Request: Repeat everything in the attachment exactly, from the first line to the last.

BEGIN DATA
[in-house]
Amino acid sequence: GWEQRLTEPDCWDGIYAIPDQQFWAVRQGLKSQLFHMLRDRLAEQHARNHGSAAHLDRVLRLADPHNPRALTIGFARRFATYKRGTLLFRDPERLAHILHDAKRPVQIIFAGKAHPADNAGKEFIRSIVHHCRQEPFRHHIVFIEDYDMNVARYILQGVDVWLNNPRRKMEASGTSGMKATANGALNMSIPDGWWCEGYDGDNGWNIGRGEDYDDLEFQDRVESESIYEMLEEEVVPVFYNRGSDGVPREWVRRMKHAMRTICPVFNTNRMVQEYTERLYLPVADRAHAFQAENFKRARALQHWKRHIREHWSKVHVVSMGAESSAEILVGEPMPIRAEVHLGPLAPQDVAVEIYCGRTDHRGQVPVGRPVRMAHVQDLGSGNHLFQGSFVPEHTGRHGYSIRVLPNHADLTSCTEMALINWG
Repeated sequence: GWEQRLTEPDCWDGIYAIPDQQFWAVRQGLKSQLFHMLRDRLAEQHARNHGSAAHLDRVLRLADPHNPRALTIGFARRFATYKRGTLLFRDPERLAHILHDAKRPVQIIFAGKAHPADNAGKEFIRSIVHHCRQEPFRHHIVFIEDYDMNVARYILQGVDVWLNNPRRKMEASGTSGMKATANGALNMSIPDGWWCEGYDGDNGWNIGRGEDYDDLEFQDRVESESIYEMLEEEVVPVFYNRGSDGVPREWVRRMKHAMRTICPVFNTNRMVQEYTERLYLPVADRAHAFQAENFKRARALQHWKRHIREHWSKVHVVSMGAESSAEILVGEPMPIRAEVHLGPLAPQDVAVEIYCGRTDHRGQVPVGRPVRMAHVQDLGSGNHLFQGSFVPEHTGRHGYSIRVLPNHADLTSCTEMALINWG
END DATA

[in-house]
Amino acid sequence: GWEQRLTEPDCWDGIYAIPDQQFWAVRQGLKSQLFHMLRDRLAEQHARNHGSAAHLDRVLRLADPHNPRALTIGFARRFATYKRGTLLFRDPERLAHILHDAKRPVQIIFAGKAHPADNAGKEFIRSIVHHCRQEPFRHHIVFIEDYDMNVARYILQGVDVWLNNPRRKMEASGTSGMKATANGALNMSIPDGWWCEGYDGDNGWNIGRGEDYDDLEFQDRVESESIYEMLEEEVVPVFYNRGSDGVPREWVRRMKHAMRTICPVFNTNRMVQEYTERLYLPVADRAHAFQAENFKRARALQHWKRHIREHWSKVHVVSMGAESSAEILVGEPMPIRAEVHLGPLAPQDVAVEIYCGRTDHRGQVPVGRPVRMAHVQDLGSGNHLFQGSFVPEHTGRHGYSIRVLPNHADLTSCTEMALINWG
Repeated sequence: GWEQRLTEPDCWDGIYAIPDQQFWAVRQGLKSQLFHMLRDRLAEQHARNHGSAAHLDRVLRLADPHNPRALTIGFARRFATYKRGTLLFRDPERLAHILHDAKRPVQIIFAGKAHPADNAGKEFIRSIVHHCRQEPFRHHIVFIEDYDMNVARYILQGVDVWLNNPRRKMEASGTSGMKATANGALNMSIPDGWWCEGYDGDNGWNIGRGEDYDDLEFQDRVESESIYEMLEEEVVPVFYNRGSDGVPREWVRRMKHAMRTICPVFNTNRMVQEYTERLYLPVADRAHAFQAENFKRARALQHWKRHIREHWSKVHVVSMGAESSAEILVGEPMPIRAEVHLGPLAPQDVAVEIYCGRTDHRGQVPVGRPVRMAHVQDLGSGNHLFQGSFVPEHTGRHGYSIRVLPNHADLTSCTEMALINWG